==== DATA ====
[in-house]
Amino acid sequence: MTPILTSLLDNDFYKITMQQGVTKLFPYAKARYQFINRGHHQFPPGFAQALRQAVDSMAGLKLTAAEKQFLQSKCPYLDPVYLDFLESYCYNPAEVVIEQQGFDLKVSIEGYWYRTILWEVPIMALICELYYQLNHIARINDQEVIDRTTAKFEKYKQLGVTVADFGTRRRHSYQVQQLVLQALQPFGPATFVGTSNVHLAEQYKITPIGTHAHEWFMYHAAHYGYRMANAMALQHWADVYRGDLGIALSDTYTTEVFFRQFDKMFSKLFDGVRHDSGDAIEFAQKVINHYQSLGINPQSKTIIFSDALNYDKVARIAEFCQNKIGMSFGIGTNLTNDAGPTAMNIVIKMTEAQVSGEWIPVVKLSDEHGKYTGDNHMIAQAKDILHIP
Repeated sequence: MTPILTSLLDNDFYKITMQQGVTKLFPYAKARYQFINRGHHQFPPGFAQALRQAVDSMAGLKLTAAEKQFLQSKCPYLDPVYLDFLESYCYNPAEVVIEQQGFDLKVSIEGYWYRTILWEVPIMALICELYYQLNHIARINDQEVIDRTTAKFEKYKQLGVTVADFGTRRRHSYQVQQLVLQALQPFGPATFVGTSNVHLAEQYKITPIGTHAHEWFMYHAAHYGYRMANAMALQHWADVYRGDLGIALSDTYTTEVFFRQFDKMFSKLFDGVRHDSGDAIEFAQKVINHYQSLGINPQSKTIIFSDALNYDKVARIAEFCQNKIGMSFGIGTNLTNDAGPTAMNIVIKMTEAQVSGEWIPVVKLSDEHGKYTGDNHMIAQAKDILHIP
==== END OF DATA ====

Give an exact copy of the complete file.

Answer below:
[in-house]
Amino acid sequence: MTPILTSLLDNDFYKITMQQGVTKLFPYAKARYQFINRGHHQFPPGFAQALRQAVDSMAGLKLTAAEKQFLQSKCPYLDPVYLDFLESYCYNPAEVVIEQQGFDLKVSIEGYWYRTILWEVPIMALICELYYQLNHIARINDQEVIDRTTAKFEKYKQLGVTVADFGTRRRHSYQVQQLVLQALQPFGPATFVGTSNVHLAEQYKITPIGTHAHEWFMYHAAHYGYRMANAMALQHWADVYRGDLGIALSDTYTTEVFFRQFDKMFSKLFDGVRHDSGDAIEFAQKVINHYQSLGINPQSKTIIFSDALNYDKVARIAEFCQNKIGMSFGIGTNLTNDAGPTAMNIVIKMTEAQVSGEWIPVVKLSDEHGKYTGDNHMIAQAKDILHIP
Repeated sequence: MTPILTSLLDNDFYKITMQQGVTKLFPYAKARYQFINRGHHQFPPGFAQALRQAVDSMAGLKLTAAEKQFLQSKCPYLDPVYLDFLESYCYNPAEVVIEQQGFDLKVSIEGYWYRTILWEVPIMALICELYYQLNHIARINDQEVIDRTTAKFEKYKQLGVTVADFGTRRRHSYQVQQLVLQALQPFGPATFVGTSNVHLAEQYKITPIGTHAHEWFMYHAAHYGYRMANAMALQHWADVYRGDLGIALSDTYTTEVFFRQFDKMFSKLFDGVRHDSGDAIEFAQKVINHYQSLGINPQSKTIIFSDALNYDKVARIAEFCQNKIGMSFGIGTNLTNDAGPTAMNIVIKMTEAQVSGEWIPVVKLSDEHGKYTGDNHMIAQAKDILHIP